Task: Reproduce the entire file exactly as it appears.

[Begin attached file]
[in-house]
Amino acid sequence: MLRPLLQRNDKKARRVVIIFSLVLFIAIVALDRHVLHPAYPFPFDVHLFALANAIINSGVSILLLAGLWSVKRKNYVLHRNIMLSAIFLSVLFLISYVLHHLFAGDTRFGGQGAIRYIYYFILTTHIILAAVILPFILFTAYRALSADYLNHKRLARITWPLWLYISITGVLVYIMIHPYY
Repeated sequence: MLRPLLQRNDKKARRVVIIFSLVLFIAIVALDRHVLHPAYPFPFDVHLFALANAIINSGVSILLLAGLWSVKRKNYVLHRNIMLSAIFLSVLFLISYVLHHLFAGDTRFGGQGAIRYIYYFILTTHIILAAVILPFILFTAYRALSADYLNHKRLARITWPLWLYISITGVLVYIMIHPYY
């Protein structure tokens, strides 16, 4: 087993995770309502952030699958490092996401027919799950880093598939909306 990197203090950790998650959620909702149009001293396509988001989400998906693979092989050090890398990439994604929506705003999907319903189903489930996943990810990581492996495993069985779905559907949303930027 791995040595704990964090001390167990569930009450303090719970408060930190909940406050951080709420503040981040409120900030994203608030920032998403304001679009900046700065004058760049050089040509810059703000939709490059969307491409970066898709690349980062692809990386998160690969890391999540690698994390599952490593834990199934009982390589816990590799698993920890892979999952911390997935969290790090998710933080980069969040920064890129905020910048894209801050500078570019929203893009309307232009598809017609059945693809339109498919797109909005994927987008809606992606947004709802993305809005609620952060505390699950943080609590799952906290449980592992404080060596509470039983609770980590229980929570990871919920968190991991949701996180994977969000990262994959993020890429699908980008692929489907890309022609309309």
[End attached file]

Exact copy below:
[in-house]
Amino acid sequence: MLRPLLQRNDKKARRVVIIFSLVLFIAIVALDRHVLHPAYPFPFDVHLFALANAIINSGVSILLLAGLWSVKRKNYVLHRNIMLSAIFLSVLFLISYVLHHLFAGDTRFGGQGAIRYIYYFILTTHIILAAVILPFILFTAYRALSADYLNHKRLARITWPLWLYISITGVLVYIMIHPYY
Repeated sequence: MLRPLLQRNDKKARRVVIIFSLVLFIAIVALDRHVLHPAYPFPFDVHLFALANAIINSGVSILLLAGLWSVKRKNYVLHRNIMLSAIFLSVLFLISYVLHHLFAGDTRFGGQGAIRYIYYFILTTHIILAAVILPFILFTAYRALSADYLNHKRLARITWPLWLYISITGVLVYIMIHPYY
């Protein structure tokens, strides 16, 4: 087993995770309502952030699958490092996401027919799950880093598939909306 990197203090950790998650959620909702149009001293396509988001989400998906693979092989050090890398990439994604929506705003999907319903189903489930996943990810990581492996495993069985779905559907949303930027 791995040595704990964090001390167990569930009450303090719970408060930190909940406050951080709420503040981040409120900030994203608030920032998403304001679009900046700065004058760049050089040509810059703000939709490059969307491409970066898709690349980062692809990386998160690969890391999540690698994390599952490593834990199934009982390589816990590799698993920890892979999952911390997935969290790090998710933080980069969040920064890129905020910048894209801050500078570019929203893009309307232009598809017609059945693809339109498919797109909005994927987008809606992606947004709802993305809005609620952060505390699950943080609590799952906290449980592992404080060596509470039983609770980590229980929570990871919920968190991991949701996180994977969000990262994959993020890429699908980008692929489907890309022609309309």